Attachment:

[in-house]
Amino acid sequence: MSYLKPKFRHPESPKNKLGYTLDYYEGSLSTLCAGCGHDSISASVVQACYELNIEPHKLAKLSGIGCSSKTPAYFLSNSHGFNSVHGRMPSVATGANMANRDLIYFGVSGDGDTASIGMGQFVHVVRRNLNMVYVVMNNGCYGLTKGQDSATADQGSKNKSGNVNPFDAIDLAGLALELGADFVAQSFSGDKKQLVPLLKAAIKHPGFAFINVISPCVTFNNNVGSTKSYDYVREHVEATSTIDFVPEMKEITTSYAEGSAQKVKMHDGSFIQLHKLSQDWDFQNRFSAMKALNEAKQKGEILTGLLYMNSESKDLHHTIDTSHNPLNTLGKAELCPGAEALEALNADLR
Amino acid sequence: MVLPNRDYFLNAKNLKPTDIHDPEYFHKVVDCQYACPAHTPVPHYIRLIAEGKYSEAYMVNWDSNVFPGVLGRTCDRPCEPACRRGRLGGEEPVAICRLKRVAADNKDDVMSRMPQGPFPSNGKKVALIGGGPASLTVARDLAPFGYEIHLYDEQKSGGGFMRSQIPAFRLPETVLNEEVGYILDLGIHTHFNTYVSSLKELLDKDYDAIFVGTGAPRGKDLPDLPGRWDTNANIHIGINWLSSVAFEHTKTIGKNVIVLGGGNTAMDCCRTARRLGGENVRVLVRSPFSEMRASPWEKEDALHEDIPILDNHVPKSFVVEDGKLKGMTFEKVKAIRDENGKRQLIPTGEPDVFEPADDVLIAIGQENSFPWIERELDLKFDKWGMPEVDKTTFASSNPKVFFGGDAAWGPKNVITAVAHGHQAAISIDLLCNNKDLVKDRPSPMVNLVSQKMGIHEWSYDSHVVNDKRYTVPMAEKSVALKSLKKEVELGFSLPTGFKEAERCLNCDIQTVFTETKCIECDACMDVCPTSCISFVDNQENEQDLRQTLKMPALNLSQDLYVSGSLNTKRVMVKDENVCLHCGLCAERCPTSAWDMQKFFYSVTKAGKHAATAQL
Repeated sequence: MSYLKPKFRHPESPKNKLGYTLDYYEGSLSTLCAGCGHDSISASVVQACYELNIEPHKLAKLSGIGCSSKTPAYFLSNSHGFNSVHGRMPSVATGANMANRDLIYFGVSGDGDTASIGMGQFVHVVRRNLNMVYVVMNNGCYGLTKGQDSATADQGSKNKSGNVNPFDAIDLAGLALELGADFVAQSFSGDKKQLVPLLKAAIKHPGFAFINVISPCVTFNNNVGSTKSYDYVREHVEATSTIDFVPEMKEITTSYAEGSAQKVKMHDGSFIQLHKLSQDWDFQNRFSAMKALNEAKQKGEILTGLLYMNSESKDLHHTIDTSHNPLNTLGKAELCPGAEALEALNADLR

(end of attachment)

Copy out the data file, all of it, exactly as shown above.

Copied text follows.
[in-house]
Amino acid sequence: MSYLKPKFRHPESPKNKLGYTLDYYEGSLSTLCAGCGHDSISASVVQACYELNIEPHKLAKLSGIGCSSKTPAYFLSNSHGFNSVHGRMPSVATGANMANRDLIYFGVSGDGDTASIGMGQFVHVVRRNLNMVYVVMNNGCYGLTKGQDSATADQGSKNKSGNVNPFDAIDLAGLALELGADFVAQSFSGDKKQLVPLLKAAIKHPGFAFINVISPCVTFNNNVGSTKSYDYVREHVEATSTIDFVPEMKEITTSYAEGSAQKVKMHDGSFIQLHKLSQDWDFQNRFSAMKALNEAKQKGEILTGLLYMNSESKDLHHTIDTSHNPLNTLGKAELCPGAEALEALNADLR
Amino acid sequence: MVLPNRDYFLNAKNLKPTDIHDPEYFHKVVDCQYACPAHTPVPHYIRLIAEGKYSEAYMVNWDSNVFPGVLGRTCDRPCEPACRRGRLGGEEPVAICRLKRVAADNKDDVMSRMPQGPFPSNGKKVALIGGGPASLTVARDLAPFGYEIHLYDEQKSGGGFMRSQIPAFRLPETVLNEEVGYILDLGIHTHFNTYVSSLKELLDKDYDAIFVGTGAPRGKDLPDLPGRWDTNANIHIGINWLSSVAFEHTKTIGKNVIVLGGGNTAMDCCRTARRLGGENVRVLVRSPFSEMRASPWEKEDALHEDIPILDNHVPKSFVVEDGKLKGMTFEKVKAIRDENGKRQLIPTGEPDVFEPADDVLIAIGQENSFPWIERELDLKFDKWGMPEVDKTTFASSNPKVFFGGDAAWGPKNVITAVAHGHQAAISIDLLCNNKDLVKDRPSPMVNLVSQKMGIHEWSYDSHVVNDKRYTVPMAEKSVALKSLKKEVELGFSLPTGFKEAERCLNCDIQTVFTETKCIECDACMDVCPTSCISFVDNQENEQDLRQTLKMPALNLSQDLYVSGSLNTKRVMVKDENVCLHCGLCAERCPTSAWDMQKFFYSVTKAGKHAATAQL
Repeated sequence: MSYLKPKFRHPESPKNKLGYTLDYYEGSLSTLCAGCGHDSISASVVQACYELNIEPHKLAKLSGIGCSSKTPAYFLSNSHGFNSVHGRMPSVATGANMANRDLIYFGVSGDGDTASIGMGQFVHVVRRNLNMVYVVMNNGCYGLTKGQDSATADQGSKNKSGNVNPFDAIDLAGLALELGADFVAQSFSGDKKQLVPLLKAAIKHPGFAFINVISPCVTFNNNVGSTKSYDYVREHVEATSTIDFVPEMKEITTSYAEGSAQKVKMHDGSFIQLHKLSQDWDFQNRFSAMKALNEAKQKGEILTGLLYMNSESKDLHHTIDTSHNPLNTLGKAELCPGAEALEALNADLR